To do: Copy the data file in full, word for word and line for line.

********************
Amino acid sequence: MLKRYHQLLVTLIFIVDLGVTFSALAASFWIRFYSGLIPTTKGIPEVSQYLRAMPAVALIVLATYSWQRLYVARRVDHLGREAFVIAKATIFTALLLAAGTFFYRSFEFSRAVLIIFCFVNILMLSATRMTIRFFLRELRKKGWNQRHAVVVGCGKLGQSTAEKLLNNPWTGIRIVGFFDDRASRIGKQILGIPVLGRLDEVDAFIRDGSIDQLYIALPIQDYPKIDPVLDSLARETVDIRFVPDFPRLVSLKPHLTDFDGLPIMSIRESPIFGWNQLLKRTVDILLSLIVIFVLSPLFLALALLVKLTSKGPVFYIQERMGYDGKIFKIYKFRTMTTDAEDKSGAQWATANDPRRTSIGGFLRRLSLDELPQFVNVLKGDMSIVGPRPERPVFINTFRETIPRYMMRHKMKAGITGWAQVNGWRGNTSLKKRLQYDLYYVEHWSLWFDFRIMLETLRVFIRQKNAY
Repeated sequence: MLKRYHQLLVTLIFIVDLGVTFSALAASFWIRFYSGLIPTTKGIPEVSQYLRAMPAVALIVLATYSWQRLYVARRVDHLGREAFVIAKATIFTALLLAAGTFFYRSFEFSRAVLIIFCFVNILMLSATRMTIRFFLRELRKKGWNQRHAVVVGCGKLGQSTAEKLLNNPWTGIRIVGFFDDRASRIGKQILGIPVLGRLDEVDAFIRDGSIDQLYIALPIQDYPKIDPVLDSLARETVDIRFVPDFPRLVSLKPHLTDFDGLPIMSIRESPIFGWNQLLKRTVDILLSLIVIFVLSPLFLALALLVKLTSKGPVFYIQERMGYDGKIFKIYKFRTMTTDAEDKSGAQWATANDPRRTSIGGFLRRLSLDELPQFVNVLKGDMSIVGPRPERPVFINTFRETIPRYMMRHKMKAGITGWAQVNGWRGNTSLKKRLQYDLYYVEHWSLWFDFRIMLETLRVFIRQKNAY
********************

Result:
Amino acid sequence: MLKRYHQLLVTLIFIVDLGVTFSALAASFWIRFYSGLIPTTKGIPEVSQYLRAMPAVALIVLATYSWQRLYVARRVDHLGREAFVIAKATIFTALLLAAGTFFYRSFEFSRAVLIIFCFVNILMLSATRMTIRFFLRELRKKGWNQRHAVVVGCGKLGQSTAEKLLNNPWTGIRIVGFFDDRASRIGKQILGIPVLGRLDEVDAFIRDGSIDQLYIALPIQDYPKIDPVLDSLARETVDIRFVPDFPRLVSLKPHLTDFDGLPIMSIRESPIFGWNQLLKRTVDILLSLIVIFVLSPLFLALALLVKLTSKGPVFYIQERMGYDGKIFKIYKFRTMTTDAEDKSGAQWATANDPRRTSIGGFLRRLSLDELPQFVNVLKGDMSIVGPRPERPVFINTFRETIPRYMMRHKMKAGITGWAQVNGWRGNTSLKKRLQYDLYYVEHWSLWFDFRIMLETLRVFIRQKNAY
Repeated sequence: MLKRYHQLLVTLIFIVDLGVTFSALAASFWIRFYSGLIPTTKGIPEVSQYLRAMPAVALIVLATYSWQRLYVARRVDHLGREAFVIAKATIFTALLLAAGTFFYRSFEFSRAVLIIFCFVNILMLSATRMTIRFFLRELRKKGWNQRHAVVVGCGKLGQSTAEKLLNNPWTGIRIVGFFDDRASRIGKQILGIPVLGRLDEVDAFIRDGSIDQLYIALPIQDYPKIDPVLDSLARETVDIRFVPDFPRLVSLKPHLTDFDGLPIMSIRESPIFGWNQLLKRTVDILLSLIVIFVLSPLFLALALLVKLTSKGPVFYIQERMGYDGKIFKIYKFRTMTTDAEDKSGAQWATANDPRRTSIGGFLRRLSLDELPQFVNVLKGDMSIVGPRPERPVFINTFRETIPRYMMRHKMKAGITGWAQVNGWRGNTSLKKRLQYDLYYVEHWSLWFDFRIMLETLRVFIRQKNAY